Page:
I have discovered the usefulness of these understandings along with some of my good friends. When I could be with the part of my body that was trying to help me, my life changed for the better. I will discuss focusing on these ideas in more detail later in the book.

What About Religious Trauma?

Therapist.com says, “Religious trauma occurs when a person’s religious experience is stressful, degrading, dangerous, abusive, or damaging. Traumatic religious experiences may harm or threaten to harm someone’s physical, emotional, mental, sexual, or spiritual health and safety.[6] Just like the standard definition, it is not just the event but how the organization and the survivor respond.

It may be that a religious leader perpetrated the trauma, such as sexual assault or direct attacks by those in power. The event may have religious implications, such as being deemed that the person’s spiritual standing is threatened. To make matters worse, the response of the spiritual community might make matters worse if there is an overemphasis on shaming ideas about what God thinks or did or a minimizing of the event’s impact.

Survivors may withdraw from sharing to avoid shaming, shunning, or separation from the group.

As I mentioned earlier, sometimes the catalyst is a belief that may or may not be attached to an event. Beliefs about hell and human depravity can set the table for further trauma. Because religion is also an organization, the needs of the individual can be easily overlooked.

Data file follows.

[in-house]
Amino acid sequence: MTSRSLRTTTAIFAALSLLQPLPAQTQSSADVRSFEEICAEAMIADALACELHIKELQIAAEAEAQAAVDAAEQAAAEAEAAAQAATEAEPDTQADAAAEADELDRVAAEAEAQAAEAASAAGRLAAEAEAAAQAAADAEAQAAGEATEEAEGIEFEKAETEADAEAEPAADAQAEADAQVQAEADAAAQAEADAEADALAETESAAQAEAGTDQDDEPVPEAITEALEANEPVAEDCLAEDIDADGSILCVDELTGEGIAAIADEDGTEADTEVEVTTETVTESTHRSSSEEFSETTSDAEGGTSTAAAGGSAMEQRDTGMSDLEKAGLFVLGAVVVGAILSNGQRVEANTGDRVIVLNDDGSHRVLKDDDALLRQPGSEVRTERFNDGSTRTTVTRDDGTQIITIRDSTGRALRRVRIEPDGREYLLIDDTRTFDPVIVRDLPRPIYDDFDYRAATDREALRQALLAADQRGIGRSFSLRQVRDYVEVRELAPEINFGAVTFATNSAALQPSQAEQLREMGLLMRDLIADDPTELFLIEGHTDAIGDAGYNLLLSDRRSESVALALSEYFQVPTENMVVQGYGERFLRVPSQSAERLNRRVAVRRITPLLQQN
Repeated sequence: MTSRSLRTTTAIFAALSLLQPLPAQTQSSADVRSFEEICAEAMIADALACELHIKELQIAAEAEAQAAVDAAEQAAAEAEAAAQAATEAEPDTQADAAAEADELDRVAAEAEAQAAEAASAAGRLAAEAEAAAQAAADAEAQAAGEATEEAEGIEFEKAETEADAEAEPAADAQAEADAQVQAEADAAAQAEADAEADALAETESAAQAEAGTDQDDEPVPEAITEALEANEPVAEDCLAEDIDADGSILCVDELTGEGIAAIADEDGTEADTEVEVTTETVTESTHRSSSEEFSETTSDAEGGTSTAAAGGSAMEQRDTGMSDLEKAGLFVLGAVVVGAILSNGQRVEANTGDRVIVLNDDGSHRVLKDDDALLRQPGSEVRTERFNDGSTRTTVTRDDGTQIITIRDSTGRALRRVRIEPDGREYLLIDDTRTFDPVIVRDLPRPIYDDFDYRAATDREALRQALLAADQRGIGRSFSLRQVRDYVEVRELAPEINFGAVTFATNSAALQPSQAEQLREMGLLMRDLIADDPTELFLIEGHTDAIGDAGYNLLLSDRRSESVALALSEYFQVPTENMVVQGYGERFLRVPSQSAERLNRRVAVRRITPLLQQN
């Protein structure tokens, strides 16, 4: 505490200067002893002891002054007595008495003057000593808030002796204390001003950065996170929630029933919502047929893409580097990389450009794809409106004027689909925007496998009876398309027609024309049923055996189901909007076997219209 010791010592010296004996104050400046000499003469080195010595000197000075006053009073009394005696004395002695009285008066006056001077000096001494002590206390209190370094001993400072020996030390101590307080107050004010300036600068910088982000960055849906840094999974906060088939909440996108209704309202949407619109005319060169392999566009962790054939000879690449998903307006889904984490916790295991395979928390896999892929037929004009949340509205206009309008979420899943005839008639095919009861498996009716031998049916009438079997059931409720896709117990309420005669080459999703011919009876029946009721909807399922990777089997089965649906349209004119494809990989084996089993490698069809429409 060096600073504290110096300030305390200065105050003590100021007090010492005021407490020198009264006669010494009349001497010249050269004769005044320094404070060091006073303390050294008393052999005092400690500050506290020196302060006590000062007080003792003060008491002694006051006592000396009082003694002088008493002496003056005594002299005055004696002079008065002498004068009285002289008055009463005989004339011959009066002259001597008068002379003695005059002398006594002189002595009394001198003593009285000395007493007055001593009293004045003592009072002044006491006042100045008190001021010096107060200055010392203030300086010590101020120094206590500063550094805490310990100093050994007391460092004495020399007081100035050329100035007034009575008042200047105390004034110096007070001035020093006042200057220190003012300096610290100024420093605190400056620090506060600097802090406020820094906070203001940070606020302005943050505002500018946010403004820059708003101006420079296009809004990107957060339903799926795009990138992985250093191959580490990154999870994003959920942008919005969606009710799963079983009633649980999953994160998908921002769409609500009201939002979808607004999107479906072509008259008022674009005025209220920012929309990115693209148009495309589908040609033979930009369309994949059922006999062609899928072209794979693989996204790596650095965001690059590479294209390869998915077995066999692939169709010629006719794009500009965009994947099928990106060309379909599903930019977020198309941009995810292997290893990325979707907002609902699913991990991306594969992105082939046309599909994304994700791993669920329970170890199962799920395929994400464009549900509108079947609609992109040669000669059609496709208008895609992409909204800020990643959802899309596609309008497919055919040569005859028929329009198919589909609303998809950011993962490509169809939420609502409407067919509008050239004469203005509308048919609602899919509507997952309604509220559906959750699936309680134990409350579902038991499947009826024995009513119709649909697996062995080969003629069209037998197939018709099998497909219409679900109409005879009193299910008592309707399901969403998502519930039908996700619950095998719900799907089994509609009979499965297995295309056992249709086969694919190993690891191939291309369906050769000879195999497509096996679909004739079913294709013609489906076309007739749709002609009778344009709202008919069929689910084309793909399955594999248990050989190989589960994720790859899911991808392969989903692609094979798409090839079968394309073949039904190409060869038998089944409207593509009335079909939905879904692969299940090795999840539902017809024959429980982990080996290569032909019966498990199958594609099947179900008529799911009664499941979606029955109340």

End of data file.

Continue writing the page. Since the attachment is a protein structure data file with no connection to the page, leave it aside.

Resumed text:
The website lists ten symptoms of spiritual abuse:[7]

  1. Self-hatred – Some religions assert we are inherently evil, untrustworthy, or unworthy of love.
  2. Shame – Occurs when we equate a negative action with who we are as a person.
  3. Perfectionism – Some religious communities may identify specific actions or behaviors as indicative of a person’s moral value.
  4. Hypervigilance – Some religions paint a picture of a vindictive god who punishes people whenever they fall short.
  5. Difficulty with making decisions  Many who experience religious trauma are accustomed to making decisions in the context of a certain doctrine and/or hierarchy.
  6. Loss of community – If a person changes or leaves their faith, they may lose contact with many friends, family members, and acquaintances. Loneliness or Isolation.
  7. Lack of boundaries  Being part of a religious community often means accepting some amount of feedback regarding how you live your life.
  8. Delayed social milestones  Purity Culture is a religious concept that focuses on ideas about gender, sexuality, sex, virginity, marriage, and procreation.
  9. Sexual dysfunction – Religions that overemphasize purity culture may not prepare their followers for healthy sex lives, even in the context of marriage.
  10. Mental health disorders – Religious trauma can cause, contribute to, or otherwise worsen mental health disorders. Commonly associated mental illnesses include posttraumatic stress disorder (PTSD), Depression, Anxiety, Obsessive-compulsive disorder (OCD), Eating disorders, Addiction.

The Global Center for Religious Research (GCRR) gives us another definition of Religious Trauma: